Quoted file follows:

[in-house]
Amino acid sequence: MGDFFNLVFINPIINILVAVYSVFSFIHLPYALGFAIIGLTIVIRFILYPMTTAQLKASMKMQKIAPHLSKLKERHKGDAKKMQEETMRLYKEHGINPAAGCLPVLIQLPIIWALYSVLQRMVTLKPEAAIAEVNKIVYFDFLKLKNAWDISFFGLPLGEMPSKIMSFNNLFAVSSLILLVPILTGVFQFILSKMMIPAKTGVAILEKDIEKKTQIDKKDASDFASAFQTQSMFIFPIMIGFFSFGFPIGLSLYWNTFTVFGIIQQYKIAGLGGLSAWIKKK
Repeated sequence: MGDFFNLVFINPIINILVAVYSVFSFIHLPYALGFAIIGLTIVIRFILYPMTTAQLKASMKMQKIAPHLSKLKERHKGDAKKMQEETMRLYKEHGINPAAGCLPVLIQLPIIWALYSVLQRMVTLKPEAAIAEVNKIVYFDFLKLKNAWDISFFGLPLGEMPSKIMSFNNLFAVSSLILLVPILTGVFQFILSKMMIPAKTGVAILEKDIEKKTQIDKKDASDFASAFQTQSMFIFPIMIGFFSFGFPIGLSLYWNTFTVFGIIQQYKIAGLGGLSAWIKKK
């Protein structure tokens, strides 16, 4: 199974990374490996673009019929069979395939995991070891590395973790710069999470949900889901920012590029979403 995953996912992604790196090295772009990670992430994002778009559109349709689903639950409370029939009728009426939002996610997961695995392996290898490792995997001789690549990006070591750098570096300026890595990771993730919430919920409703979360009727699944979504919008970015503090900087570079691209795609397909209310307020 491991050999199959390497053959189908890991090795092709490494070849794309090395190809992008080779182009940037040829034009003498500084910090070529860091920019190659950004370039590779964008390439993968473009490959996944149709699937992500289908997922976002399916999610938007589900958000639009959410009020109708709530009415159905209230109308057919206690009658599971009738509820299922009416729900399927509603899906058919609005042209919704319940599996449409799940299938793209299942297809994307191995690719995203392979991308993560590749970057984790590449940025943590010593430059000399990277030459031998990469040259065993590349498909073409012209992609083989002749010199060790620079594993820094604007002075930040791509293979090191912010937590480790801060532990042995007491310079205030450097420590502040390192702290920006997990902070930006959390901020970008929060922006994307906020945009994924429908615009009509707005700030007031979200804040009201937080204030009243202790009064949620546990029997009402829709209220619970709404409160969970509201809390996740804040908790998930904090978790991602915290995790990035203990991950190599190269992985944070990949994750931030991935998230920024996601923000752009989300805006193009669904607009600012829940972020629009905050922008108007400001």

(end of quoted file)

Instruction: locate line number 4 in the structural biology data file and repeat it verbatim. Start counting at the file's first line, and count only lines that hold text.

């Protein structure tokens, strides 16, 4: 199974990374490996673009019929069979395939995991070891590395973790710069999470949900889901920012590029979403 995953996912992604790196090295772009990670992430994002778009559109349709689903639950409370029939009728009426939002996610997961695995392996290898490792995997001789690549990006070591750098570096300026890595990771993730919430919920409703979360009727699944979504919008970015503090900087570079691209795609397909209310307020 491991050999199959390497053959189908890991090795092709490494070849794309090395190809992008080779182009940037040829034009003498500084910090070529860091920019190659950004370039590779964008390439993968473009490959996944149709699937992500289908997922976002399916999610938007589900958000639009959410009020109708709530009415159905209230109308057919206690009658599971009738509820299922009416729900399927509603899906058919609005042209919704319940599996449409799940299938793209299942297809994307191995690719995203392979991308993560590749970057984790590449940025943590010593430059000399990277030459031998990469040259065993590349498909073409012209992609083989002749010199060790620079594993820094604007002075930040791509293979090191912010937590480790801060532990042995007491310079205030450097420590502040390192702290920006997990902070930006959390901020970008929060922006994307906020945009994924429908615009009509707005700030007031979200804040009201937080204030009243202790009064949620546990029997009402829709209220619970709404409160969970509201809390996740804040908790998930904090978790991602915290995790990035203990991950190599190269992985944070990949994750931030991935998230920024996601923000752009989300805006193009669904607009600012829940972020629009905050922008108007400001």